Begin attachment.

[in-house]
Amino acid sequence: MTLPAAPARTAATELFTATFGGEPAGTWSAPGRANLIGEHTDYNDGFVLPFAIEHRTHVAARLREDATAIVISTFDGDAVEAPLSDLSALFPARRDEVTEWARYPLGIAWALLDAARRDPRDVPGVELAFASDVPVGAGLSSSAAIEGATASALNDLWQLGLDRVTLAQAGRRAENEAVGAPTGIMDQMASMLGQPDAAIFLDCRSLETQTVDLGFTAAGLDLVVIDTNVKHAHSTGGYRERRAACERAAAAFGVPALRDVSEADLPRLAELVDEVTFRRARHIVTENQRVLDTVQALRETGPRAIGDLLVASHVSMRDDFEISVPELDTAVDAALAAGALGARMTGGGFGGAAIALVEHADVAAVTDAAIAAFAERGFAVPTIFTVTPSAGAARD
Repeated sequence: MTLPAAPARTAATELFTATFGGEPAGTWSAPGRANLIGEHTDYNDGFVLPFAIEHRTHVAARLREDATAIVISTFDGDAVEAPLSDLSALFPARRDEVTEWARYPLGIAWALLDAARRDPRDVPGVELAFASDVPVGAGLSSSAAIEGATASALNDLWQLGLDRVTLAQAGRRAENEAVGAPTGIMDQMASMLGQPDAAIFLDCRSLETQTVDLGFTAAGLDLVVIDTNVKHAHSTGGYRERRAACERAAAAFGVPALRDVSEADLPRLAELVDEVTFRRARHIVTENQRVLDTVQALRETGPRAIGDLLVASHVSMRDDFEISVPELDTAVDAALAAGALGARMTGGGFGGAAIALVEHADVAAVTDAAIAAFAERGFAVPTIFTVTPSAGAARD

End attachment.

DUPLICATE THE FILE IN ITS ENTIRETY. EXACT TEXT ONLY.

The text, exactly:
[in-house]
Amino acid sequence: MTLPAAPARTAATELFTATFGGEPAGTWSAPGRANLIGEHTDYNDGFVLPFAIEHRTHVAARLREDATAIVISTFDGDAVEAPLSDLSALFPARRDEVTEWARYPLGIAWALLDAARRDPRDVPGVELAFASDVPVGAGLSSSAAIEGATASALNDLWQLGLDRVTLAQAGRRAENEAVGAPTGIMDQMASMLGQPDAAIFLDCRSLETQTVDLGFTAAGLDLVVIDTNVKHAHSTGGYRERRAACERAAAAFGVPALRDVSEADLPRLAELVDEVTFRRARHIVTENQRVLDTVQALRETGPRAIGDLLVASHVSMRDDFEISVPELDTAVDAALAAGALGARMTGGGFGGAAIALVEHADVAAVTDAAIAAFAERGFAVPTIFTVTPSAGAARD
Repeated sequence: MTLPAAPARTAATELFTATFGGEPAGTWSAPGRANLIGEHTDYNDGFVLPFAIEHRTHVAARLREDATAIVISTFDGDAVEAPLSDLSALFPARRDEVTEWARYPLGIAWALLDAARRDPRDVPGVELAFASDVPVGAGLSSSAAIEGATASALNDLWQLGLDRVTLAQAGRRAENEAVGAPTGIMDQMASMLGQPDAAIFLDCRSLETQTVDLGFTAAGLDLVVIDTNVKHAHSTGGYRERRAACERAAAAFGVPALRDVSEADLPRLAELVDEVTFRRARHIVTENQRVLDTVQALRETGPRAIGDLLVASHVSMRDDFEISVPELDTAVDAALAAGALGARMTGGGFGGAAIALVEHADVAAVTDAAIAAFAERGFAVPTIFTVTPSAGAARD